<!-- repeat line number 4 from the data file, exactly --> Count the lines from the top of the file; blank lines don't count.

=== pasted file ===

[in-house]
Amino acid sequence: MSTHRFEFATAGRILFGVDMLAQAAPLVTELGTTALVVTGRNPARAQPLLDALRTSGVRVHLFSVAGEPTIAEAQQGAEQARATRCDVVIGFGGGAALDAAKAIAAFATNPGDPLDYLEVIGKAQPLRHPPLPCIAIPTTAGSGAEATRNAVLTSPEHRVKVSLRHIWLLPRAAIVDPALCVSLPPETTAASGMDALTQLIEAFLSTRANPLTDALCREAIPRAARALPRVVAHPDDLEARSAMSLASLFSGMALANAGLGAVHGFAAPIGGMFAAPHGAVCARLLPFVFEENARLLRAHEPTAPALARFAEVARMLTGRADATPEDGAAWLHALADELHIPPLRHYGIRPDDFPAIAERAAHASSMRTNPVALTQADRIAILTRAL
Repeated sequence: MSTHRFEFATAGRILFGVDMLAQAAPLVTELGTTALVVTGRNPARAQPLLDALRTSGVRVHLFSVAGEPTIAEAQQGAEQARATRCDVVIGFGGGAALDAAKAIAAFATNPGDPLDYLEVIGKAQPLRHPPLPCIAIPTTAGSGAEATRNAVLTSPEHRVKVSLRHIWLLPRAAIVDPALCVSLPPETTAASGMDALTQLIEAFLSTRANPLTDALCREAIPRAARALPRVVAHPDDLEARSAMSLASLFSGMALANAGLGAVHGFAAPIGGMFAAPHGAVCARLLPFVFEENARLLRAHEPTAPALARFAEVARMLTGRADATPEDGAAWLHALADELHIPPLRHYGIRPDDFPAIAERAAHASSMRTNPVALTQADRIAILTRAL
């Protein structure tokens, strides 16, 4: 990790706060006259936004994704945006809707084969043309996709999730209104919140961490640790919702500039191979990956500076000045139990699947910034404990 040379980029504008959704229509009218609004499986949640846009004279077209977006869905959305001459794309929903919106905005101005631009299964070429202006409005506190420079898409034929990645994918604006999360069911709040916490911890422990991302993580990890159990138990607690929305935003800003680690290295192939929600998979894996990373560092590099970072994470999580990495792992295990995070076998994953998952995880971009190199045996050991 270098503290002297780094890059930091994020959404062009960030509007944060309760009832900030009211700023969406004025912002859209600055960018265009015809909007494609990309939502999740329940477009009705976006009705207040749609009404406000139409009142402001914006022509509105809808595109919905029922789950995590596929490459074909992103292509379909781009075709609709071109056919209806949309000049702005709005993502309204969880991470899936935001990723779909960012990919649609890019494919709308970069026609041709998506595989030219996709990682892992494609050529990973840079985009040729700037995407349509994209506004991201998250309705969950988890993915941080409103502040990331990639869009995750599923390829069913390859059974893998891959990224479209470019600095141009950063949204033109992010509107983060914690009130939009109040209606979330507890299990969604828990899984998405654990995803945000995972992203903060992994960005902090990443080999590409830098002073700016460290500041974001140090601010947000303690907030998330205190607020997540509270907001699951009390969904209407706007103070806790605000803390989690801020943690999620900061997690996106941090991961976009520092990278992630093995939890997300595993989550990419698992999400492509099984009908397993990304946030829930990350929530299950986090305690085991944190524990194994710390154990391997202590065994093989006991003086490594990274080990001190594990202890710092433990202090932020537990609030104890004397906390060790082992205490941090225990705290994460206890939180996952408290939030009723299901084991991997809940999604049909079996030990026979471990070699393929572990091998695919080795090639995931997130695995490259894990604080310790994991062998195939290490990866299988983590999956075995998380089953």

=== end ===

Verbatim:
């Protein structure tokens, strides 16, 4: 990790706060006259936004994704945006809707084969043309996709999730209104919140961490640790919702500039191979990956500076000045139990699947910034404990 040379980029504008959704229509009218609004499986949640846009004279077209977006869905959305001459794309929903919106905005101005631009299964070429202006409005506190420079898409034929990645994918604006999360069911709040916490911890422990991302993580990890159990138990607690929305935003800003680690290295192939929600998979894996990373560092590099970072994470999580990495792992295990995070076998994953998952995880971009190199045996050991 270098503290002297780094890059930091994020959404062009960030509007944060309760009832900030009211700023969406004025912002859209600055960018265009015809909007494609990309939502999740329940477009009705976006009705207040749609009404406000139409009142402001914006022509509105809808595109919905029922789950995590596929490459074909992103292509379909781009075709609709071109056919209806949309000049702005709005993502309204969880991470899936935001990723779909960012990919649609890019494919709308970069026609041709998506595989030219996709990682892992494609050529990973840079985009040729700037995407349509994209506004991201998250309705969950988890993915941080409103502040990331990639869009995750599923390829069913390859059974893998891959990224479209470019600095141009950063949204033109992010509107983060914690009130939009109040209606979330507890299990969604828990899984998405654990995803945000995972992203903060992994960005902090990443080999590409830098002073700016460290500041974001140090601010947000303690907030998330205190607020997540509270907001699951009390969904209407706007103070806790605000803390989690801020943690999620900061997690996106941090991961976009520092990278992630093995939890997300595993989550990419698992999400492509099984009908397993990304946030829930990350929530299950986090305690085991944190524990194994710390154990391997202590065994093989006991003086490594990274080990001190594990202890710092433990202090932020537990609030104890004397906390060790082992205490941090225990705290994460206890939180996952408290939030009723299901084991991997809940999604049909079996030990026979471990070699393929572990091998695919080795090639995931997130695995490259894990604080310790994991062998195939290490990866299988983590999956075995998380089953």